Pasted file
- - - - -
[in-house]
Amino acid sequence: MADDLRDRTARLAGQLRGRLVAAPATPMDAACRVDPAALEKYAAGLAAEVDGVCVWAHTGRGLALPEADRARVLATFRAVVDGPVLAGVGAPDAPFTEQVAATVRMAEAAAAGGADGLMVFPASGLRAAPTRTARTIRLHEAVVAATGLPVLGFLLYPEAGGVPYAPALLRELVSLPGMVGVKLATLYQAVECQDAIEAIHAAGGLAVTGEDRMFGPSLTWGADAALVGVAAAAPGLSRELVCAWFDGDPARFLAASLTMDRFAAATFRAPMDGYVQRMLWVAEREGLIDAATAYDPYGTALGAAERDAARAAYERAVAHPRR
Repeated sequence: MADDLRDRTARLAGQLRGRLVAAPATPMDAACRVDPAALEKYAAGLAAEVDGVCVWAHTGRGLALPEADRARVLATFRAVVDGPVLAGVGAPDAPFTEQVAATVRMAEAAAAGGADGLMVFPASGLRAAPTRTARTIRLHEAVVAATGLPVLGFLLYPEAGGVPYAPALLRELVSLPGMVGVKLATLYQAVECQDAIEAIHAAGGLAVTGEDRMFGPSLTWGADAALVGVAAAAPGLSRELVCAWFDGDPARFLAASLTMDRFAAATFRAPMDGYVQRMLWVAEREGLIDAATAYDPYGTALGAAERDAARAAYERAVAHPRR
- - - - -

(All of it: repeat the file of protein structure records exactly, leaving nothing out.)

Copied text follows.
[in-house]
Amino acid sequence: MADDLRDRTARLAGQLRGRLVAAPATPMDAACRVDPAALEKYAAGLAAEVDGVCVWAHTGRGLALPEADRARVLATFRAVVDGPVLAGVGAPDAPFTEQVAATVRMAEAAAAGGADGLMVFPASGLRAAPTRTARTIRLHEAVVAATGLPVLGFLLYPEAGGVPYAPALLRELVSLPGMVGVKLATLYQAVECQDAIEAIHAAGGLAVTGEDRMFGPSLTWGADAALVGVAAAAPGLSRELVCAWFDGDPARFLAASLTMDRFAAATFRAPMDGYVQRMLWVAEREGLIDAATAYDPYGTALGAAERDAARAAYERAVAHPRR
Repeated sequence: MADDLRDRTARLAGQLRGRLVAAPATPMDAACRVDPAALEKYAAGLAAEVDGVCVWAHTGRGLALPEADRARVLATFRAVVDGPVLAGVGAPDAPFTEQVAATVRMAEAAAAGGADGLMVFPASGLRAAPTRTARTIRLHEAVVAATGLPVLGFLLYPEAGGVPYAPALLRELVSLPGMVGVKLATLYQAVECQDAIEAIHAAGGLAVTGEDRMFGPSLTWGADAALVGVAAAAPGLSRELVCAWFDGDPARFLAASLTMDRFAAATFRAPMDGYVQRMLWVAEREGLIDAATAYDPYGTALGAAERDAARAAYERAVAHPRR